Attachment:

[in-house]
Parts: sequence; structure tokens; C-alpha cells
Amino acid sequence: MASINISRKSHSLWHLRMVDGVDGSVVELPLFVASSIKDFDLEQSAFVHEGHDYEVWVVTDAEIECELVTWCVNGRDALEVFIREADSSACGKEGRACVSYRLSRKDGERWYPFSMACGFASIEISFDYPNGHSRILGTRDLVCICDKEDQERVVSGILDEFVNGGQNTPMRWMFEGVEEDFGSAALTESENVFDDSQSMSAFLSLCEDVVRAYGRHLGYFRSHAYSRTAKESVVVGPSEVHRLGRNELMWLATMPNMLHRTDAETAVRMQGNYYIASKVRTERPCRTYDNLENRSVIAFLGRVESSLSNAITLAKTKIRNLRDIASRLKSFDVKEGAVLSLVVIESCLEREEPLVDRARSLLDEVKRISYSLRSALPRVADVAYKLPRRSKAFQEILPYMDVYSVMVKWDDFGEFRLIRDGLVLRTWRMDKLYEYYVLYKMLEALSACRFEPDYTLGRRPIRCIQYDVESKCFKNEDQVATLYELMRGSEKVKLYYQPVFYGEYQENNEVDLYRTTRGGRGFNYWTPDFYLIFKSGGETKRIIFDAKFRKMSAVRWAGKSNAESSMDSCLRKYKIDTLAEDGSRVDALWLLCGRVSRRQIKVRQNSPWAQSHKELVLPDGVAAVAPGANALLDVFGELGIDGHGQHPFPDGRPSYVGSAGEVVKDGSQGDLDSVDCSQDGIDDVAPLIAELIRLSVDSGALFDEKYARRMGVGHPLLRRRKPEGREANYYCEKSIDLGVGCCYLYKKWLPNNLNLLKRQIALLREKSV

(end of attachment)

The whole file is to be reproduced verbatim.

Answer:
[in-house]
Parts: sequence; structure tokens; C-alpha cells
Amino acid sequence: MASINISRKSHSLWHLRMVDGVDGSVVELPLFVASSIKDFDLEQSAFVHEGHDYEVWVVTDAEIECELVTWCVNGRDALEVFIREADSSACGKEGRACVSYRLSRKDGERWYPFSMACGFASIEISFDYPNGHSRILGTRDLVCICDKEDQERVVSGILDEFVNGGQNTPMRWMFEGVEEDFGSAALTESENVFDDSQSMSAFLSLCEDVVRAYGRHLGYFRSHAYSRTAKESVVVGPSEVHRLGRNELMWLATMPNMLHRTDAETAVRMQGNYYIASKVRTERPCRTYDNLENRSVIAFLGRVESSLSNAITLAKTKIRNLRDIASRLKSFDVKEGAVLSLVVIESCLEREEPLVDRARSLLDEVKRISYSLRSALPRVADVAYKLPRRSKAFQEILPYMDVYSVMVKWDDFGEFRLIRDGLVLRTWRMDKLYEYYVLYKMLEALSACRFEPDYTLGRRPIRCIQYDVESKCFKNEDQVATLYELMRGSEKVKLYYQPVFYGEYQENNEVDLYRTTRGGRGFNYWTPDFYLIFKSGGETKRIIFDAKFRKMSAVRWAGKSNAESSMDSCLRKYKIDTLAEDGSRVDALWLLCGRVSRRQIKVRQNSPWAQSHKELVLPDGVAAVAPGANALLDVFGELGIDGHGQHPFPDGRPSYVGSAGEVVKDGSQGDLDSVDCSQDGIDDVAPLIAELIRLSVDSGALFDEKYARRMGVGHPLLRRRKPEGREANYYCEKSIDLGVGCCYLYKKWLPNNLNLLKRQIALLREKSV